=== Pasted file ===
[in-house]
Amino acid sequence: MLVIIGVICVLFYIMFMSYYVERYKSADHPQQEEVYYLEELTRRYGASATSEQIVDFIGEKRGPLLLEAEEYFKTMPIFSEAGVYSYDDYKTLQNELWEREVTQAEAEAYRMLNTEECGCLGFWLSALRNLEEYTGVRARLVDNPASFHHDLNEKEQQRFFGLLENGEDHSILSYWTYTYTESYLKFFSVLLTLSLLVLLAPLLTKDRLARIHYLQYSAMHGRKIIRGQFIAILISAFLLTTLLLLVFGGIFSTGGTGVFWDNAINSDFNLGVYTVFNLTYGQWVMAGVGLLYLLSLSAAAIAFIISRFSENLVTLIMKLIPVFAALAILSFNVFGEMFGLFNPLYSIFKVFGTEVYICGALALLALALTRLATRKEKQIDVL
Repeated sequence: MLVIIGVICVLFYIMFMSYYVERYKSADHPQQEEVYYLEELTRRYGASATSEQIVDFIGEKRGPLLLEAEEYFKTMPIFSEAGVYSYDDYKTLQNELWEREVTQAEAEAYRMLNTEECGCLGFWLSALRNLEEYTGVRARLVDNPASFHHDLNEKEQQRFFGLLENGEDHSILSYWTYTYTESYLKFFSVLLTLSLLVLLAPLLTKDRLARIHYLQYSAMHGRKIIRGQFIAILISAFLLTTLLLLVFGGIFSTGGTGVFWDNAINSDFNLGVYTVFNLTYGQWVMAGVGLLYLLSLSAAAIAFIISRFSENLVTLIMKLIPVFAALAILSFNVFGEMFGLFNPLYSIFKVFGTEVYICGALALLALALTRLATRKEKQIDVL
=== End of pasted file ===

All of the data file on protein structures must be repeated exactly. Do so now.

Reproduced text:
[in-house]
Amino acid sequence: MLVIIGVICVLFYIMFMSYYVERYKSADHPQQEEVYYLEELTRRYGASATSEQIVDFIGEKRGPLLLEAEEYFKTMPIFSEAGVYSYDDYKTLQNELWEREVTQAEAEAYRMLNTEECGCLGFWLSALRNLEEYTGVRARLVDNPASFHHDLNEKEQQRFFGLLENGEDHSILSYWTYTYTESYLKFFSVLLTLSLLVLLAPLLTKDRLARIHYLQYSAMHGRKIIRGQFIAILISAFLLTTLLLLVFGGIFSTGGTGVFWDNAINSDFNLGVYTVFNLTYGQWVMAGVGLLYLLSLSAAAIAFIISRFSENLVTLIMKLIPVFAALAILSFNVFGEMFGLFNPLYSIFKVFGTEVYICGALALLALALTRLATRKEKQIDVL
Repeated sequence: MLVIIGVICVLFYIMFMSYYVERYKSADHPQQEEVYYLEELTRRYGASATSEQIVDFIGEKRGPLLLEAEEYFKTMPIFSEAGVYSYDDYKTLQNELWEREVTQAEAEAYRMLNTEECGCLGFWLSALRNLEEYTGVRARLVDNPASFHHDLNEKEQQRFFGLLENGEDHSILSYWTYTYTESYLKFFSVLLTLSLLVLLAPLLTKDRLARIHYLQYSAMHGRKIIRGQFIAILISAFLLTTLLLLVFGGIFSTGGTGVFWDNAINSDFNLGVYTVFNLTYGQWVMAGVGLLYLLSLSAAAIAFIISRFSENLVTLIMKLIPVFAALAILSFNVFGEMFGLFNPLYSIFKVFGTEVYICGALALLALALTRLATRKEKQIDVL